Catholic Health Association Uses Its Freedom to Bear False Witness

Sister Carol Keehan, president and CEO of the Catholic Health Association, makes a point during the session 'Open forum: Is Religion Outdated in the 21st Century?' at the 2013 meeting of the World Economic Forum in Davos, Switzerland.
Sister Carol Keehan, president and CEO of the Catholic Health Association, makes a point during the session 'Open forum: Is Religion Outdated in the 21st Century?' at the 2013 meeting of the World Economic Forum in Davos, Switzerland. (photo: Wikipedia)

At a time when numerous Catholic dioceses and institutions are having to go to court to challenge the onerous mandates of the Affordable Care Act, commonly called Obamacare, I was astounded to see this May 26 statement by the Catholic Health Association (CHA):

“President Barack Obama will address the Catholic Health Association’s 2015 annual membership Assembly on June 9 in Washington, D.C., where he will focus on the future of health care and the Affordable Care Act.”

I had to pinch myself to be sure I wasn’t having a nightmare, but then I read further and saw that the CHA president and chief executive officer, Sister Carol Keehan, a Daughter of Charity, was full of praise for Obama and Obamacare:

“We are delighted and honored that President Obama will speak to Catholic health care leaders gathered for our 100th anniversary as an association,” she said, and “we are grateful for the President’s leadership on the ACA.”

The statement noted that 1,000 people are expected to attend the event which will take place, ironically, in Washington, D.C., where that city council recently passed the Reproductive Health Non-Discrimination Amendment Act and the Human Rights Amendment Act. The two laws seriously curtail the religious rights of employers and schools, prompting Cardinal Donald Wuerl to write in a May 24 pastoral letter that the laws “directly challenge the ability of Catholic institutions to live out their Catholic identity.”

I knew that Sister Carol was credited with helping pass Obamacare in the U.S. Congress by assuring Catholic legislators that the U.S. Bishops were mistaken when they raised objections to the ACA because it did not provide sufficient conscience protection and allowed funding of abortions. However, after the law passed and its ever-evolving mandates were issued, it became abundantly clear that the bishops were right all along, and the assurances given by Obama that freedom of conscience would be protected turned out to be words easily uttered and more easily dismissed.

I would have thought that the deception of the Obama administration would have shamed Sister Carol enough to return a pen that the president used to sign Obamacare into law and then gave to her as a token of appreciation for her support. Instead, she is leading the powerful CHA in honoring him and praising a law that threatens religious liberty, even as other Catholics struggle in our nation’s courts to preserve the right to live out the faith in Catholic institutions as well as the public square.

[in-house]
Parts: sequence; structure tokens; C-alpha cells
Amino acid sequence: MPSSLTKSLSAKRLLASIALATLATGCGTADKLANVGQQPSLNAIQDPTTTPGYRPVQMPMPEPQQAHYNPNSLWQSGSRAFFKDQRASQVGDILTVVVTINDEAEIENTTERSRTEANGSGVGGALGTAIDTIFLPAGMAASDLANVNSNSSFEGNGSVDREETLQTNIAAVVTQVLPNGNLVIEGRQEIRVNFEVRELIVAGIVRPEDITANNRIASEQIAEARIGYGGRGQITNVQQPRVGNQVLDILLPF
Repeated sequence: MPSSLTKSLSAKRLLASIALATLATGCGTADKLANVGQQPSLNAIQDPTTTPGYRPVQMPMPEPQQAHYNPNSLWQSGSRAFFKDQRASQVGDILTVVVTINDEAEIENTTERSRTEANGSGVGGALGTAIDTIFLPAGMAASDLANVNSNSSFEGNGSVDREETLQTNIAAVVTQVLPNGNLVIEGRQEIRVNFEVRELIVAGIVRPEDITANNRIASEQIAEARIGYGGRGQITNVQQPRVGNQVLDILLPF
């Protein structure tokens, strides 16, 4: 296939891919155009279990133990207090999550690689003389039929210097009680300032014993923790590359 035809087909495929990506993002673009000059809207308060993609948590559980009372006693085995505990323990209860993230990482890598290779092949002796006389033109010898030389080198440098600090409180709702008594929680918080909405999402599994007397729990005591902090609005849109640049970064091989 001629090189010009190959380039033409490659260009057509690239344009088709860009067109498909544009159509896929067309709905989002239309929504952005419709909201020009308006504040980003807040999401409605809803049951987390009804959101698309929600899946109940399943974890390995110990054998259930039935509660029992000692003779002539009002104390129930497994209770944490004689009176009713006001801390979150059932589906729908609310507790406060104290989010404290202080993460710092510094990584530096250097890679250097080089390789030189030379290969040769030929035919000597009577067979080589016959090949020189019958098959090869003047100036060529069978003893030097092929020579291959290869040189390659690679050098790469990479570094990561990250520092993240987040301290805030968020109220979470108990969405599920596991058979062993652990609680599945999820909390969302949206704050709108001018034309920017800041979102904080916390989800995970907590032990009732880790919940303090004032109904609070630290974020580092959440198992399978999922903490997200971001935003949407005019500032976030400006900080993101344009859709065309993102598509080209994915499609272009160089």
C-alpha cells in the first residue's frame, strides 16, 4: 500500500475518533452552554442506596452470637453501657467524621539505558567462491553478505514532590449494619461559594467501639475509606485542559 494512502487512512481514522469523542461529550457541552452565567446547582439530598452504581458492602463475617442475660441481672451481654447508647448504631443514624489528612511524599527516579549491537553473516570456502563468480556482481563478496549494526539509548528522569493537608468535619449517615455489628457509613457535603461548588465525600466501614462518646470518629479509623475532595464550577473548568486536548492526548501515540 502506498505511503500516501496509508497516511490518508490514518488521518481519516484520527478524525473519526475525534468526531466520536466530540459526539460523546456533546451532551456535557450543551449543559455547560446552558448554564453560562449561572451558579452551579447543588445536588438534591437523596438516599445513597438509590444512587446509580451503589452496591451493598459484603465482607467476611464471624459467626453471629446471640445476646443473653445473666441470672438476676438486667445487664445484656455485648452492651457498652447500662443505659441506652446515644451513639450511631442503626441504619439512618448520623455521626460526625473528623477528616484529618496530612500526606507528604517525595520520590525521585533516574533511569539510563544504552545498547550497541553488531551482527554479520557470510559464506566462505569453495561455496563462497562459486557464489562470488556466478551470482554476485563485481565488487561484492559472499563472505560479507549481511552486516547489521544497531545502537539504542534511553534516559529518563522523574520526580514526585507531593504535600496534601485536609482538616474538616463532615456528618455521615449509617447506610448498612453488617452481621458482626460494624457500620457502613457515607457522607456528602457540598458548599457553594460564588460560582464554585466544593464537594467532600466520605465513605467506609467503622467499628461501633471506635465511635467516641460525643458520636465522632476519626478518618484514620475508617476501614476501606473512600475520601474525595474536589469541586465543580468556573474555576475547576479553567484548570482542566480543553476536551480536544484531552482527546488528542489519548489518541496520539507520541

What an incredible slap in the face to the brave citizens challenging the law and to the U.S. bishops, who are about to launch their fourth annual Fortnight for Freedom initiative that will run from June 21 to July 4, with the theme “Freedom to Bear Witness.”

Those dates are chosen not by accident, but because during those weeks the Church commemorates several great martyrs who remained faithful, even when persecuted by political powers, including St. Thomas More, whose last words were: “I am the king’s good servant, but God’s first.”

I have to think also of the yet-to-be-canonized, but still saintly men and women religious who established Catholic health care in this country by overcoming persecutions and unimaginable obstacles, with great personal sacrifice, to make Catholic healthcare exemplary because they insisted that human dignity, from conception until natural death be honored in their institutions.

Some of those pioneers came together 100 years ago to establish the original CHA, then called the Catholic Hospital Association, specifically to ensure that the Catholic health ministry maintained its mission and identity while responding to technological advances in the industry.

Those men and women could not have predicted that in 100 years, the government would intrude into the delivery of health care so much that the mission and identity of Catholic health ministries would be threatened.

I wonder what those health care pioneers would think about Catholic entities that take positions contrary to their bishops. I wonder what they would think about the modern CHA’s embrace of a law that the bishops say threatens human dignity and infringes on religious liberty. Would they say that the modern CHA is the government’s good servant, but God’s first?